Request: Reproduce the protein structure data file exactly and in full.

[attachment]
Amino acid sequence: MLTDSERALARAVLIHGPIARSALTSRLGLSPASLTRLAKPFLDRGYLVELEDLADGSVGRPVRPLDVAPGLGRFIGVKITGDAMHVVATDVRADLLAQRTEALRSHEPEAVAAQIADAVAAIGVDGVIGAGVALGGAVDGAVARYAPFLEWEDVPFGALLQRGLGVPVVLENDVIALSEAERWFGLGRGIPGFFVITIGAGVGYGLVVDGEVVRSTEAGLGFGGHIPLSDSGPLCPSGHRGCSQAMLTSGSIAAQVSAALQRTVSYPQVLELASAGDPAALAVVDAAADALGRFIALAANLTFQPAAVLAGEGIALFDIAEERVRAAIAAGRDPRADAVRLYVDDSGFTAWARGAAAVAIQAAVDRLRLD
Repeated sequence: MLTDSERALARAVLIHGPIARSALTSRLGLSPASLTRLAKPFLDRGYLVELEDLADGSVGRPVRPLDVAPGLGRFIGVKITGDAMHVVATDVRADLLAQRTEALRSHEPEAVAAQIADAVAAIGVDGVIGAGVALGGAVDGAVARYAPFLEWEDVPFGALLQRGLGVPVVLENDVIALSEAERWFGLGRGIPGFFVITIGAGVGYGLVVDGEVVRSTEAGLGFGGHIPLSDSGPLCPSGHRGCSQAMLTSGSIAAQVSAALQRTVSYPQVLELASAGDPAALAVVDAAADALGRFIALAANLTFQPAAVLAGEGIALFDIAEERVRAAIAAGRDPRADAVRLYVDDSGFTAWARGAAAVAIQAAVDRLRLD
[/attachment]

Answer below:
Amino acid sequence: MLTDSERALARAVLIHGPIARSALTSRLGLSPASLTRLAKPFLDRGYLVELEDLADGSVGRPVRPLDVAPGLGRFIGVKITGDAMHVVATDVRADLLAQRTEALRSHEPEAVAAQIADAVAAIGVDGVIGAGVALGGAVDGAVARYAPFLEWEDVPFGALLQRGLGVPVVLENDVIALSEAERWFGLGRGIPGFFVITIGAGVGYGLVVDGEVVRSTEAGLGFGGHIPLSDSGPLCPSGHRGCSQAMLTSGSIAAQVSAALQRTVSYPQVLELASAGDPAALAVVDAAADALGRFIALAANLTFQPAAVLAGEGIALFDIAEERVRAAIAAGRDPRADAVRLYVDDSGFTAWARGAAAVAIQAAVDRLRLD
Repeated sequence: MLTDSERALARAVLIHGPIARSALTSRLGLSPASLTRLAKPFLDRGYLVELEDLADGSVGRPVRPLDVAPGLGRFIGVKITGDAMHVVATDVRADLLAQRTEALRSHEPEAVAAQIADAVAAIGVDGVIGAGVALGGAVDGAVARYAPFLEWEDVPFGALLQRGLGVPVVLENDVIALSEAERWFGLGRGIPGFFVITIGAGVGYGLVVDGEVVRSTEAGLGFGGHIPLSDSGPLCPSGHRGCSQAMLTSGSIAAQVSAALQRTVSYPQVLELASAGDPAALAVVDAAADALGRFIALAANLTFQPAAVLAGEGIALFDIAEERVRAAIAAGRDPRADAVRLYVDDSGFTAWARGAAAVAIQAAVDRLRLD